River Great Ouse at St. Ives in Cambridgeshire

The River Great Ouse at St Ives

A view upstream of the River Great Ouse looking towards St Ives, the Quay and the ancient bridge with the Chapel of St Ledger

A view upstream of the River Great Ouse looking towards St Ives, the Quay and the ancient bridge with the Chapel of St Ledger in the middle of it. This picture was taken from the Harrison Way by-pass bridge.

St Ives River Guage

 

The whole reason for the existence of St Ives is the presence of the River Great Ouse. Hundreds of years ago this was the last place the river could be crossed prior to the Great Anglian Fen, a vast swamp that extended from here to the coast 80 miles to the east. The river therefore has played an important part in the development of the town and it still does. Fundamental to the river and St Ives is the St Ives River Bridge and the Chapel of St Ledger that sits upon it. You can read all about them and view the collection of images by following the two previous links.

We begin our tour of this section with an illustrated historical summary of the River Great Ouse and the effects that it has had upon the development of the town of St Ives. The pictures in this section are from the collections of the Norris Museum in St Ives or our own extensive collection of local images.

The southern bank of the river facing the town is undeveloped flood-plain. This vast expanse of open and unfenced grassland is Hemingford Meadow and a short history of Hemingford Meadow by Bridget Smith explains how it came into being and why it is still here today.

Within the locality of the town access to the river on foot is easy with footpaths on each bank for most of its course, however if you really wish to see the river then there is no better way than by boat. It will give you a whole new perspective on the town and some great photo opportunities. On sunny weekends the St Ives Electric Riverboat Company operate 1 hour trips directly from the town quay.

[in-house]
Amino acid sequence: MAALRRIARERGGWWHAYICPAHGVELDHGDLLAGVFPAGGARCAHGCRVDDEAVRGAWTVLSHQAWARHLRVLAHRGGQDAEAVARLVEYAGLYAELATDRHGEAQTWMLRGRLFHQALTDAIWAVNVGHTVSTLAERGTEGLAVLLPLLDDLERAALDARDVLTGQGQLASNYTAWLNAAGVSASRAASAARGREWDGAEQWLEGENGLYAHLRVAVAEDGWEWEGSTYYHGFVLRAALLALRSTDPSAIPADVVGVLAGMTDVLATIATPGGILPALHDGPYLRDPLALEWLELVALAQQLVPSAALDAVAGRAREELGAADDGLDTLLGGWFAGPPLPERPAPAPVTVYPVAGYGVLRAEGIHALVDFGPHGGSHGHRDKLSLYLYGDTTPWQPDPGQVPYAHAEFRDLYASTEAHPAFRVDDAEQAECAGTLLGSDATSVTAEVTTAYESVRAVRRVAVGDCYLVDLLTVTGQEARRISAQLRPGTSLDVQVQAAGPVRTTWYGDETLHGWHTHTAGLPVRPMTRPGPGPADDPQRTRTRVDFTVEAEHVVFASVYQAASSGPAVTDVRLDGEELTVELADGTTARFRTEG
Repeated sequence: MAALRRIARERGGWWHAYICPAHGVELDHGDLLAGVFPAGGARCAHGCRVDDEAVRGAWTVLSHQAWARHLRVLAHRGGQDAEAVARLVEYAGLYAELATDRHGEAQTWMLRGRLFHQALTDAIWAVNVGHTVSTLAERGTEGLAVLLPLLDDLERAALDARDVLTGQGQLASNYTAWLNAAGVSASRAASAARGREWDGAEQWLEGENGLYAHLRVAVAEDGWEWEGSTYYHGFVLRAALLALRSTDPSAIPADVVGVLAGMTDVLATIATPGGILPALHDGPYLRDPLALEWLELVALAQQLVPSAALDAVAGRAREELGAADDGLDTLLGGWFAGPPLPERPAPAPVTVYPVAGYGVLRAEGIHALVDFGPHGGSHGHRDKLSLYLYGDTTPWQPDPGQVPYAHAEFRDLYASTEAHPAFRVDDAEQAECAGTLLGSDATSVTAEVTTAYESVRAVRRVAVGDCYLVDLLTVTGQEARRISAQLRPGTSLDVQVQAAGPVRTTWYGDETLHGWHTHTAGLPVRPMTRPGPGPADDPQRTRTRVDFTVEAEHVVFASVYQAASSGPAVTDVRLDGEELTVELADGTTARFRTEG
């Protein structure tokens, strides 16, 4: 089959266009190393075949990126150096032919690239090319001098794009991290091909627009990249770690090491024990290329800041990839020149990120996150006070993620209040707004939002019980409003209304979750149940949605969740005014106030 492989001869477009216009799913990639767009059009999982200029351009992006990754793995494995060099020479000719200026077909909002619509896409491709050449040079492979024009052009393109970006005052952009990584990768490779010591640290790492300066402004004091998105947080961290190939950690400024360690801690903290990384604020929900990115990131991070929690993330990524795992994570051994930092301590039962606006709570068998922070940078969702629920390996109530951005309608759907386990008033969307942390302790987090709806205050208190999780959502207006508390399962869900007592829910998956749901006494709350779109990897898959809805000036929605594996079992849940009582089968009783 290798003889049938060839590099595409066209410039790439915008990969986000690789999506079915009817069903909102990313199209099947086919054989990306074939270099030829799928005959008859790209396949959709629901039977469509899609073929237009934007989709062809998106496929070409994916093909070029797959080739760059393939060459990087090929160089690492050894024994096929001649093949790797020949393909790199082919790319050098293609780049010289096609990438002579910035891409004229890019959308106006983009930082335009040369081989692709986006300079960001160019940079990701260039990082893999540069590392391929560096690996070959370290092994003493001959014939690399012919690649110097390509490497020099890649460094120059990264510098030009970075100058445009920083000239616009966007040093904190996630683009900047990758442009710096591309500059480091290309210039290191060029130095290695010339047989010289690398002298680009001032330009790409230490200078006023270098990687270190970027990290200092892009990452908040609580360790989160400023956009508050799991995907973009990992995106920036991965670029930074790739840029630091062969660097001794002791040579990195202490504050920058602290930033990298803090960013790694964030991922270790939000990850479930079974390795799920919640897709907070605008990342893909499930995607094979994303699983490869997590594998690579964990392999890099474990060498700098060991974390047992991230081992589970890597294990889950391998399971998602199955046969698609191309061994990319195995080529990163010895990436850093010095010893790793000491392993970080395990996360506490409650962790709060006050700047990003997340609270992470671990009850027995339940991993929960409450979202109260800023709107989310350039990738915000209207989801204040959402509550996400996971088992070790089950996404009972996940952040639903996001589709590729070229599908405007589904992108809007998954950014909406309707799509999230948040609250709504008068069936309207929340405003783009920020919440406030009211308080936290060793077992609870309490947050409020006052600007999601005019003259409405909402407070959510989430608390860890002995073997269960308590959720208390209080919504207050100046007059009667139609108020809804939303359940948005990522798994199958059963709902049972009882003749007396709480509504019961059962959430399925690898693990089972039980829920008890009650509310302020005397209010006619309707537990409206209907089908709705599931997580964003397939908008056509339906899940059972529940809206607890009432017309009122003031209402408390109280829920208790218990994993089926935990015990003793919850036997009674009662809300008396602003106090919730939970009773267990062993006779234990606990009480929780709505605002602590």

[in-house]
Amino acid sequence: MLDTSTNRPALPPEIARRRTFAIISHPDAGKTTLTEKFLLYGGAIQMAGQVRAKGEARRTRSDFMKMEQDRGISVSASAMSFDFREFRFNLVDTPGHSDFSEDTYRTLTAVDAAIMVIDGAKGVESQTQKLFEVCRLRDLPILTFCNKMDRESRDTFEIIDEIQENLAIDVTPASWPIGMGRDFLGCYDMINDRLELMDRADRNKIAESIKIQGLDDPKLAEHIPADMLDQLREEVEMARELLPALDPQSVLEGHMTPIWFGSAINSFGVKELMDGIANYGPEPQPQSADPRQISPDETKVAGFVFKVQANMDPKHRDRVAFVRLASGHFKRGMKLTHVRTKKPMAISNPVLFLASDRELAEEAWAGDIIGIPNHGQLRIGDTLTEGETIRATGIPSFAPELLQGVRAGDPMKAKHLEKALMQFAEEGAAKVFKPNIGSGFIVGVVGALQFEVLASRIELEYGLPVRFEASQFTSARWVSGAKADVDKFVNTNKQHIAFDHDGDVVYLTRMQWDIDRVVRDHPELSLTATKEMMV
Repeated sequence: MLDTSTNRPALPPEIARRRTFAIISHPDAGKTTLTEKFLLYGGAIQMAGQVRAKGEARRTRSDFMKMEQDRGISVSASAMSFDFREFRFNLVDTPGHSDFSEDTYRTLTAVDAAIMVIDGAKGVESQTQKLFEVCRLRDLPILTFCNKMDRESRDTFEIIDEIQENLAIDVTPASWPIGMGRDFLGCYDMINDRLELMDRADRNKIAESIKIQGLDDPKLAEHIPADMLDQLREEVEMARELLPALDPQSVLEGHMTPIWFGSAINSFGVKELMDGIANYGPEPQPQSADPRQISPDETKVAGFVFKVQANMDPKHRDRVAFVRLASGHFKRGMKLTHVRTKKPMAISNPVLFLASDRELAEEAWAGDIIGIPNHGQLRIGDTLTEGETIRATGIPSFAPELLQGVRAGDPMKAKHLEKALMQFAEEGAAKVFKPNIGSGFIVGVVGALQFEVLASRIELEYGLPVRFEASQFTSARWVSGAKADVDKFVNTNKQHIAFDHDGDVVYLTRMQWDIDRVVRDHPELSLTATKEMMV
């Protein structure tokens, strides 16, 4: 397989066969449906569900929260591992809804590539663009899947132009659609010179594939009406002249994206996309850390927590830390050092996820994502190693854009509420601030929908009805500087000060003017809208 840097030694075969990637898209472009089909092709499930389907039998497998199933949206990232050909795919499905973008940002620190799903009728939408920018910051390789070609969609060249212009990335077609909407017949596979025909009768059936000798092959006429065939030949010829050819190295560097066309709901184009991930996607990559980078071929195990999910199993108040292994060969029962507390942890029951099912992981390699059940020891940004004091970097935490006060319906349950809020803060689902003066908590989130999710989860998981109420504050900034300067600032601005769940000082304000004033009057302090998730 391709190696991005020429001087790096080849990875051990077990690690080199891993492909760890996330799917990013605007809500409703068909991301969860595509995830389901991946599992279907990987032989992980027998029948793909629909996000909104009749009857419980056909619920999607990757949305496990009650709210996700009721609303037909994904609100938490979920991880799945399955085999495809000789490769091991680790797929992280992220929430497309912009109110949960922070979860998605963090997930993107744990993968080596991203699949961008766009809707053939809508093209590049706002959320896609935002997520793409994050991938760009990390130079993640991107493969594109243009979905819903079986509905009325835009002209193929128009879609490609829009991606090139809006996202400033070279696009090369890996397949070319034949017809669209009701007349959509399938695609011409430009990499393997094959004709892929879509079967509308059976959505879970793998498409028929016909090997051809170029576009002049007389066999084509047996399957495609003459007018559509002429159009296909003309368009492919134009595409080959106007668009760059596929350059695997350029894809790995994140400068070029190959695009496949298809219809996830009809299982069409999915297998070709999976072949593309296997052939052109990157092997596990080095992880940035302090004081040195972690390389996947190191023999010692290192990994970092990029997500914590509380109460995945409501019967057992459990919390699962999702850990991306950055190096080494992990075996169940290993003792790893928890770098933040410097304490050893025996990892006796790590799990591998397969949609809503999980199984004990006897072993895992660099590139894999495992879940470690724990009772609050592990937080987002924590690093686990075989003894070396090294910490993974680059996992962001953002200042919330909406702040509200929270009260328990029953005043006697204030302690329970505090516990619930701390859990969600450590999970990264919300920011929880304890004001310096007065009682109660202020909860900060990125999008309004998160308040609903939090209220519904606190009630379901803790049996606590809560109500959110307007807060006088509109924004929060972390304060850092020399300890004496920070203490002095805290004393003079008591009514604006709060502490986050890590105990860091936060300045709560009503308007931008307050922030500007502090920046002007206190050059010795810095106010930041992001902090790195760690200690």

You may wish to arrive in St Ives by river and there are notes on how to do that in the section Grand Union to St Ives by boat. This section has a map illustrating the many branches of the River Great Ouse in its course to the sea at King's Lynn and details about our local marine services.

In 2007 St Ives and Hemingford Grey played host to the IWA (Inland Waterways Association) National River Festival and hundreds of boats and thousands of people flocked to the town for a long weekend. Although it started a bit wetter than we would have liked due to the rain, the sun finally came out and we all had a grand time. You will find literally hundreds of photographs recording the event in the 2007 IWA National River Festival section.